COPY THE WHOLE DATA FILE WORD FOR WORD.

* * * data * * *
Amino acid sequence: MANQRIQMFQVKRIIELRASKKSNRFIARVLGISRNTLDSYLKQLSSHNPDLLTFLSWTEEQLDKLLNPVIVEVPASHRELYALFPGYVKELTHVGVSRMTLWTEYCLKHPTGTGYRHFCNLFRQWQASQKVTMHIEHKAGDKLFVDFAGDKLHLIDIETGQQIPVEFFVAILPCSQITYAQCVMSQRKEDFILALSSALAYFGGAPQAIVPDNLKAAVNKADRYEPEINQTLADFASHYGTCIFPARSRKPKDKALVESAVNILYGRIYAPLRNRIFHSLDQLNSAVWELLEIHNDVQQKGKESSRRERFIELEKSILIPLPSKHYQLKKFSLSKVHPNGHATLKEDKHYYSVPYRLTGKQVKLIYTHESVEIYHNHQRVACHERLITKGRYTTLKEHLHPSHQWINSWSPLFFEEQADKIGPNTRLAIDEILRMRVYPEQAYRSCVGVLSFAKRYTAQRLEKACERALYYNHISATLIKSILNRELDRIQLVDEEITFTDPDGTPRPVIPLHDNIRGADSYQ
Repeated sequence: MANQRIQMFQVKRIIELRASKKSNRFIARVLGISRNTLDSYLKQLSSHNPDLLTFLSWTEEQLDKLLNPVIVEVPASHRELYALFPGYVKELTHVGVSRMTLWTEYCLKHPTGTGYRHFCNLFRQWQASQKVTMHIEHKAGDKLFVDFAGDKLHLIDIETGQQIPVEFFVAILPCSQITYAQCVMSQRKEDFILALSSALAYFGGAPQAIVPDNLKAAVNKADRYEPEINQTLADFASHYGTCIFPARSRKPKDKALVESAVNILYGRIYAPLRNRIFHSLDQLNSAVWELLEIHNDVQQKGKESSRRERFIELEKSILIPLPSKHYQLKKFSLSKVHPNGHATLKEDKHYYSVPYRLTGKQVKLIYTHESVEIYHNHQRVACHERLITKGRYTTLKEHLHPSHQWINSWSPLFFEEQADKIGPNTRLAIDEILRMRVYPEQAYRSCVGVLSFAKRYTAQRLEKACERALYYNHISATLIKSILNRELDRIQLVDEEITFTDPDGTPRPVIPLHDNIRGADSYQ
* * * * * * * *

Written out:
Amino acid sequence: MANQRIQMFQVKRIIELRASKKSNRFIARVLGISRNTLDSYLKQLSSHNPDLLTFLSWTEEQLDKLLNPVIVEVPASHRELYALFPGYVKELTHVGVSRMTLWTEYCLKHPTGTGYRHFCNLFRQWQASQKVTMHIEHKAGDKLFVDFAGDKLHLIDIETGQQIPVEFFVAILPCSQITYAQCVMSQRKEDFILALSSALAYFGGAPQAIVPDNLKAAVNKADRYEPEINQTLADFASHYGTCIFPARSRKPKDKALVESAVNILYGRIYAPLRNRIFHSLDQLNSAVWELLEIHNDVQQKGKESSRRERFIELEKSILIPLPSKHYQLKKFSLSKVHPNGHATLKEDKHYYSVPYRLTGKQVKLIYTHESVEIYHNHQRVACHERLITKGRYTTLKEHLHPSHQWINSWSPLFFEEQADKIGPNTRLAIDEILRMRVYPEQAYRSCVGVLSFAKRYTAQRLEKACERALYYNHISATLIKSILNRELDRIQLVDEEITFTDPDGTPRPVIPLHDNIRGADSYQ
Repeated sequence: MANQRIQMFQVKRIIELRASKKSNRFIARVLGISRNTLDSYLKQLSSHNPDLLTFLSWTEEQLDKLLNPVIVEVPASHRELYALFPGYVKELTHVGVSRMTLWTEYCLKHPTGTGYRHFCNLFRQWQASQKVTMHIEHKAGDKLFVDFAGDKLHLIDIETGQQIPVEFFVAILPCSQITYAQCVMSQRKEDFILALSSALAYFGGAPQAIVPDNLKAAVNKADRYEPEINQTLADFASHYGTCIFPARSRKPKDKALVESAVNILYGRIYAPLRNRIFHSLDQLNSAVWELLEIHNDVQQKGKESSRRERFIELEKSILIPLPSKHYQLKKFSLSKVHPNGHATLKEDKHYYSVPYRLTGKQVKLIYTHESVEIYHNHQRVACHERLITKGRYTTLKEHLHPSHQWINSWSPLFFEEQADKIGPNTRLAIDEILRMRVYPEQAYRSCVGVLSFAKRYTAQRLEKACERALYYNHISATLIKSILNRELDRIQLVDEEITFTDPDGTPRPVIPLHDNIRGADSYQ